Individual songs often can serve to tell a story — good or bad. Cream played a song called Crossroads, later widely covered by Phish — it was based on the story of how Robert Johnson got to be great at playing the guitar after meeting the devil at a crossroads and selling his soul.

You can even hear young Taylor Swift tell the story of love in her own words in a song titled “Love Story.”
It is one thing to craft together a tale that lasts a few minutes and
has an appreciable melody. It is entirely another to try to put
together an album that keeps to a cohesive storyline and tells, over
the course of a number of songs, a story.

I was first introduced to the band Midlake by a coworker who told me that a different coworker of mine was trying to buy their 2008 album The Trials of Van Occupanther on vinyl but was having difficulty doing so. I was inclined to be interested as the directives of seven inches of awesome would have me be. I borrowed the CD from my coworker and gave it a listen and was rather blown away.

Before I get into the story aspect, I want to approach the album from an instrumental angle. I think that most people listening to the album would, if they did not know anything about it, assume that it was recorded sometime in the 1970s rather than the mid 2000s. It has a wonderfully lush tapestry of sound created by vocal harmonies and a mixture of string instruments, woodwinds, as well as guitars, piano, and drums. Here is the official video for the first song on the album, called Roscoe.

The song, incidentally, is a great introduction to the album — we meet the title character — not Roscoe, but Van Occupanther. The song name comes from a name that Van Occupanther dreams up for himself in an alternate reality. It seems that no matter what the reality of ones life — whether one is living in 1960s England or a generic European setting of the middle ages — there always exists some inner desire to be somewhere else or someone else.

Another tremendous track I would like to highlight — I will pause to let you know that there is not a single song on the album that can be tossed away — is the song that lends itself to the name of the album itself, Van Occupanther. The song comes from the perspective of Van Occupanther as he composes himself during a moment of duress.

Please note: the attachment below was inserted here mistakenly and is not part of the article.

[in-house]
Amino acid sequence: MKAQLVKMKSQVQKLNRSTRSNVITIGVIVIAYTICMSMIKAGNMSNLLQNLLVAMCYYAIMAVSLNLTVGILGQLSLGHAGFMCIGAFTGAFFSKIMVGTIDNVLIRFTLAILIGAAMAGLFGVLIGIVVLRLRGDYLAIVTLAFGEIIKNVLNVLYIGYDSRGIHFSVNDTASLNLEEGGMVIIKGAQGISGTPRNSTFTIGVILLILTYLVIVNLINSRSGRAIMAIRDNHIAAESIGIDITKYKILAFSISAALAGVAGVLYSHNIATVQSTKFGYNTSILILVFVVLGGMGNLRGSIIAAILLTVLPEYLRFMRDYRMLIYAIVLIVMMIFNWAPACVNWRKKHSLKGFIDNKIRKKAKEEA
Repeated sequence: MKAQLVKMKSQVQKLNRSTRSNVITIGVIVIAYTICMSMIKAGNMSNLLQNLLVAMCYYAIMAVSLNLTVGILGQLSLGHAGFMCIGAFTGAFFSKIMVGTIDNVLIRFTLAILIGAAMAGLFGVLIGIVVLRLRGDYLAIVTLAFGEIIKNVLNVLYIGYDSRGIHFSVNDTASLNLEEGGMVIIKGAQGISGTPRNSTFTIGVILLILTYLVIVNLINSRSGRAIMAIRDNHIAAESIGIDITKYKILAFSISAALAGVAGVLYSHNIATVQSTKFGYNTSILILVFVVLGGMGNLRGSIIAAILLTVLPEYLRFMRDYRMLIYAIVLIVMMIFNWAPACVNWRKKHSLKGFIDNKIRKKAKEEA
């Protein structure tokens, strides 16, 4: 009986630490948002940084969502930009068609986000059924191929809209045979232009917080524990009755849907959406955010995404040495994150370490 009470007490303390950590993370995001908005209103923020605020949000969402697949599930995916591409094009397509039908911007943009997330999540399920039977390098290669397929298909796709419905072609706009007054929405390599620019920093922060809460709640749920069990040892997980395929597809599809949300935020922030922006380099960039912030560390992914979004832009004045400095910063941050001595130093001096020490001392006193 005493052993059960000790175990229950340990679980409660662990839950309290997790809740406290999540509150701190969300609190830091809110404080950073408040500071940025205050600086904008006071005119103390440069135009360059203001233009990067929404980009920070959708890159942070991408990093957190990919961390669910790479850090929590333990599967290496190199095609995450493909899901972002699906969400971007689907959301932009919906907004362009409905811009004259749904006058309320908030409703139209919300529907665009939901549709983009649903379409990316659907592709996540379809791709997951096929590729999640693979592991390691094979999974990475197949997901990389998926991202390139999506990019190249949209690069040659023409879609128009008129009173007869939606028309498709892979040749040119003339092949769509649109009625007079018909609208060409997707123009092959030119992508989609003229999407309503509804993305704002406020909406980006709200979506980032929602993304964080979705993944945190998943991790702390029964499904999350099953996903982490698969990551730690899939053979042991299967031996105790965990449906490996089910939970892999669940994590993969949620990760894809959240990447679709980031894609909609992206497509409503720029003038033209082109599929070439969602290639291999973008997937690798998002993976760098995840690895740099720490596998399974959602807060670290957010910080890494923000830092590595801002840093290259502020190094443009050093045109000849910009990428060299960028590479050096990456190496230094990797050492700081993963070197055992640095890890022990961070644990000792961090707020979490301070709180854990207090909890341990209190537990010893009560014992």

I must be careful now in my steps
Years of calculation and the stress
My science is waiting, nearly complete
One glass will last for nearly a week

Often while listening to the songs one is left full of questions — I find that to be a good thing when reading a story as complicated as this one. Who is Van Occupanther? One glass of what? What sort of science does he practice?

I won’t spoil the album for you with all of my theories on what it all means but I highly suggest you pick up a copy of the album and decide for yourself. Only two hundred copies were pressed to vinyl, so you will most likely have to buy it in CD or MP3 format.


  1. Great article, Gordon! I love the examination of the album as more than just a bunch of songs. You really can reveal a lot more about the music with a cohesive core.

  2. Indeed. Though I never got into them, Coheed and Cambria have a series of albums that all tie together and have a large story to tell – sort of like a series of novels. 🙂

  3. Gordon, I would have surely thought this is to be a ’70s album unless you pointed it out…you are right – the songs resonates the same flavor, thanks for sharing!

Comments are closed.